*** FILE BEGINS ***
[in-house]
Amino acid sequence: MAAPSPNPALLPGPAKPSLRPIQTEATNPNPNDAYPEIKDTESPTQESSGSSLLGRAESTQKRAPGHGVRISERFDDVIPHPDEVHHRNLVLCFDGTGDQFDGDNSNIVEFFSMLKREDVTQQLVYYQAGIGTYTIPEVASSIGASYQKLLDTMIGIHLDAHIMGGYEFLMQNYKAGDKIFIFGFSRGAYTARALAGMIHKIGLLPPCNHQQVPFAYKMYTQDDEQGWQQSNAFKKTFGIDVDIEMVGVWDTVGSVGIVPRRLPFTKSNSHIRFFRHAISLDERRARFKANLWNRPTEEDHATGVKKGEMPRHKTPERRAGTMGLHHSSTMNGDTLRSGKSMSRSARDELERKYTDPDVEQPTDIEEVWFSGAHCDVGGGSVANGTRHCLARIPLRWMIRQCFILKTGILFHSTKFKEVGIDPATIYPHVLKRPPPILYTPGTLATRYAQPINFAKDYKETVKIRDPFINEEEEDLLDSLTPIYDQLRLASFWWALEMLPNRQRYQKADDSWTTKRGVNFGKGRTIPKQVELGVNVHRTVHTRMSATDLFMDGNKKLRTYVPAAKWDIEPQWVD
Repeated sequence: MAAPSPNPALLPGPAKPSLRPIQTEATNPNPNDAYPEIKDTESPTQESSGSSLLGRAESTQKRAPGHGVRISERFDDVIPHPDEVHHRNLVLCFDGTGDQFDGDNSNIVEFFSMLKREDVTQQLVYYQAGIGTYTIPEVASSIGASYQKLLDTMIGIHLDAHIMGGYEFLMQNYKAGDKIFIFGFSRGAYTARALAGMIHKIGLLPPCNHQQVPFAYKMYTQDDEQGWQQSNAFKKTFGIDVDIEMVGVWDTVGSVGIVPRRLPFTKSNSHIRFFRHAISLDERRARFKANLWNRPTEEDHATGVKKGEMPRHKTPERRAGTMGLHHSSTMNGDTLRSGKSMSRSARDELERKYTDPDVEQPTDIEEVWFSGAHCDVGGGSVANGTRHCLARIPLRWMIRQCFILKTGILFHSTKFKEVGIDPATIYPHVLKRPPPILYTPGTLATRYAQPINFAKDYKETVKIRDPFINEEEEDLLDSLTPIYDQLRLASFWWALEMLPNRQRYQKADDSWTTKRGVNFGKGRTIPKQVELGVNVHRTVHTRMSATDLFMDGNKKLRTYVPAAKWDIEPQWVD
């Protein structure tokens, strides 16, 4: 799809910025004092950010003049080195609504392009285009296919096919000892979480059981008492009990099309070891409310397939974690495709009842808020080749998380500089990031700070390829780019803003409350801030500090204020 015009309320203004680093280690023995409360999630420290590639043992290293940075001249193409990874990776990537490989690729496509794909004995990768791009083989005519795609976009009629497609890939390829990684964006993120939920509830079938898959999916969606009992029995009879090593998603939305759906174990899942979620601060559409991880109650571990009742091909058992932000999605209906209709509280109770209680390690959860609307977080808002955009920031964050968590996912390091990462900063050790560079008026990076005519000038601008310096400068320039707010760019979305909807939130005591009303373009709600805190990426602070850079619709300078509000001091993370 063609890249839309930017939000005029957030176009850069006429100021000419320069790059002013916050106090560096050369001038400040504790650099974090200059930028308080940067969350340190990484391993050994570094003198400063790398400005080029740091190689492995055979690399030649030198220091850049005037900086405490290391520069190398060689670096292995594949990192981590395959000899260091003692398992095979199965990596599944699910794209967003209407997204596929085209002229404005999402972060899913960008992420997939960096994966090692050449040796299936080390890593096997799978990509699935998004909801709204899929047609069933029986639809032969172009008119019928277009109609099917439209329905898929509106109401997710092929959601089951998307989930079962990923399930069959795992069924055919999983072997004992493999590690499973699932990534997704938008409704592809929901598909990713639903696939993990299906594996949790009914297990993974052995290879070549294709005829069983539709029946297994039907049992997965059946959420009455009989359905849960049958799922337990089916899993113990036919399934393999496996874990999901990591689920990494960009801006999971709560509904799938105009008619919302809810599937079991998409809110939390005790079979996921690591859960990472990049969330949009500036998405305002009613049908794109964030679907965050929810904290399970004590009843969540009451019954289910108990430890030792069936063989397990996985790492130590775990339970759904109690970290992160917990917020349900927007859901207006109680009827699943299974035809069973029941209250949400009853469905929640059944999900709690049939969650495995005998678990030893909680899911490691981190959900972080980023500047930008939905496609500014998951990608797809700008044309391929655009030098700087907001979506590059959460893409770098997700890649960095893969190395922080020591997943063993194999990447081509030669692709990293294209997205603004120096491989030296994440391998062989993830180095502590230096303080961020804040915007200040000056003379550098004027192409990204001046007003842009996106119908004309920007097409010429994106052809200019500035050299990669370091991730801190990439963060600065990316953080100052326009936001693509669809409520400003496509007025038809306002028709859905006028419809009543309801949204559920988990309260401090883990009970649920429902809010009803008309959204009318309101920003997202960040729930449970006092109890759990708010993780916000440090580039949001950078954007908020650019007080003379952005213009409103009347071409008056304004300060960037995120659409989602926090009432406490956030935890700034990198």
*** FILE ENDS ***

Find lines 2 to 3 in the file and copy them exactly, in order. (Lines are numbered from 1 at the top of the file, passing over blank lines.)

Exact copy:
Amino acid sequence: MAAPSPNPALLPGPAKPSLRPIQTEATNPNPNDAYPEIKDTESPTQESSGSSLLGRAESTQKRAPGHGVRISERFDDVIPHPDEVHHRNLVLCFDGTGDQFDGDNSNIVEFFSMLKREDVTQQLVYYQAGIGTYTIPEVASSIGASYQKLLDTMIGIHLDAHIMGGYEFLMQNYKAGDKIFIFGFSRGAYTARALAGMIHKIGLLPPCNHQQVPFAYKMYTQDDEQGWQQSNAFKKTFGIDVDIEMVGVWDTVGSVGIVPRRLPFTKSNSHIRFFRHAISLDERRARFKANLWNRPTEEDHATGVKKGEMPRHKTPERRAGTMGLHHSSTMNGDTLRSGKSMSRSARDELERKYTDPDVEQPTDIEEVWFSGAHCDVGGGSVANGTRHCLARIPLRWMIRQCFILKTGILFHSTKFKEVGIDPATIYPHVLKRPPPILYTPGTLATRYAQPINFAKDYKETVKIRDPFINEEEEDLLDSLTPIYDQLRLASFWWALEMLPNRQRYQKADDSWTTKRGVNFGKGRTIPKQVELGVNVHRTVHTRMSATDLFMDGNKKLRTYVPAAKWDIEPQWVD
Repeated sequence: MAAPSPNPALLPGPAKPSLRPIQTEATNPNPNDAYPEIKDTESPTQESSGSSLLGRAESTQKRAPGHGVRISERFDDVIPHPDEVHHRNLVLCFDGTGDQFDGDNSNIVEFFSMLKREDVTQQLVYYQAGIGTYTIPEVASSIGASYQKLLDTMIGIHLDAHIMGGYEFLMQNYKAGDKIFIFGFSRGAYTARALAGMIHKIGLLPPCNHQQVPFAYKMYTQDDEQGWQQSNAFKKTFGIDVDIEMVGVWDTVGSVGIVPRRLPFTKSNSHIRFFRHAISLDERRARFKANLWNRPTEEDHATGVKKGEMPRHKTPERRAGTMGLHHSSTMNGDTLRSGKSMSRSARDELERKYTDPDVEQPTDIEEVWFSGAHCDVGGGSVANGTRHCLARIPLRWMIRQCFILKTGILFHSTKFKEVGIDPATIYPHVLKRPPPILYTPGTLATRYAQPINFAKDYKETVKIRDPFINEEEEDLLDSLTPIYDQLRLASFWWALEMLPNRQRYQKADDSWTTKRGVNFGKGRTIPKQVELGVNVHRTVHTRMSATDLFMDGNKKLRTYVPAAKWDIEPQWVD